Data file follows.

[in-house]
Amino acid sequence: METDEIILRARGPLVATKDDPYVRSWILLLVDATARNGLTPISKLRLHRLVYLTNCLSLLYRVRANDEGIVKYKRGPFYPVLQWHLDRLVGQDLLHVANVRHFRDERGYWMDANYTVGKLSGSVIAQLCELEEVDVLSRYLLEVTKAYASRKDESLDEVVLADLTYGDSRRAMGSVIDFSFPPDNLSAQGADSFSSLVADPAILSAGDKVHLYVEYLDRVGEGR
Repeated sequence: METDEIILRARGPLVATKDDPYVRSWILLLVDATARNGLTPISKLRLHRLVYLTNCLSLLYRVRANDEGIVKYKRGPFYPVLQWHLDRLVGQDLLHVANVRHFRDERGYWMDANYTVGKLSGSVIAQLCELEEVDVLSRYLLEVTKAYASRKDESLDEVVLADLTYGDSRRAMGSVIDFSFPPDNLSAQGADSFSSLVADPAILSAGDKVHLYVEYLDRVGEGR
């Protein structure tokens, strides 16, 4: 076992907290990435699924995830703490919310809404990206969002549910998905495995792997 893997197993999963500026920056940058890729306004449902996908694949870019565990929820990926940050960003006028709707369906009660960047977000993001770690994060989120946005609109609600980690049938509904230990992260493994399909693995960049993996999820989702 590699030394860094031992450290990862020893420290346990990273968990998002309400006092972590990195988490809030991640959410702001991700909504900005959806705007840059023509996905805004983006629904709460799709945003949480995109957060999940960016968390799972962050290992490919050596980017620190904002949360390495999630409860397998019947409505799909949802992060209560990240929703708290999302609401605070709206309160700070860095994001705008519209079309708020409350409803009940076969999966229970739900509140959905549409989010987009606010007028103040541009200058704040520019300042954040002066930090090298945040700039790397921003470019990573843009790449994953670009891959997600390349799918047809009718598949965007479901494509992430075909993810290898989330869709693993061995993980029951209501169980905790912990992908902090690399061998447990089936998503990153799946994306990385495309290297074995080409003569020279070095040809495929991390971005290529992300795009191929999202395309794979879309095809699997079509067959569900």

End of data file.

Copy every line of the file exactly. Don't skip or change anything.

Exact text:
[in-house]
Amino acid sequence: METDEIILRARGPLVATKDDPYVRSWILLLVDATARNGLTPISKLRLHRLVYLTNCLSLLYRVRANDEGIVKYKRGPFYPVLQWHLDRLVGQDLLHVANVRHFRDERGYWMDANYTVGKLSGSVIAQLCELEEVDVLSRYLLEVTKAYASRKDESLDEVVLADLTYGDSRRAMGSVIDFSFPPDNLSAQGADSFSSLVADPAILSAGDKVHLYVEYLDRVGEGR
Repeated sequence: METDEIILRARGPLVATKDDPYVRSWILLLVDATARNGLTPISKLRLHRLVYLTNCLSLLYRVRANDEGIVKYKRGPFYPVLQWHLDRLVGQDLLHVANVRHFRDERGYWMDANYTVGKLSGSVIAQLCELEEVDVLSRYLLEVTKAYASRKDESLDEVVLADLTYGDSRRAMGSVIDFSFPPDNLSAQGADSFSSLVADPAILSAGDKVHLYVEYLDRVGEGR
């Protein structure tokens, strides 16, 4: 076992907290990435699924995830703490919310809404990206969002549910998905495995792997 893997197993999963500026920056940058890729306004449902996908694949870019565990929820990926940050960003006028709707369906009660960047977000993001770690994060989120946005609109609600980690049938509904230990992260493994399909693995960049993996999820989702 590699030394860094031992450290990862020893420290346990990273968990998002309400006092972590990195988490809030991640959410702001991700909504900005959806705007840059023509996905805004983006629904709460799709945003949480995109957060999940960016968390799972962050290992490919050596980017620190904002949360390495999630409860397998019947409505799909949802992060209560990240929703708290999302609401605070709206309160700070860095994001705008519209079309708020409350409803009940076969999966229970739900509140959905549409989010987009606010007028103040541009200058704040520019300042954040002066930090090298945040700039790397921003470019990573843009790449994953670009891959997600390349799918047809009718598949965007479901494509992430075909993810290898989330869709693993061995993980029951209501169980905790912990992908902090690399061998447990089936998503990153799946994306990385495309290297074995080409003569020279070095040809495929991390971005290529992300795009191929999202395309794979879309095809699997079509067959569900």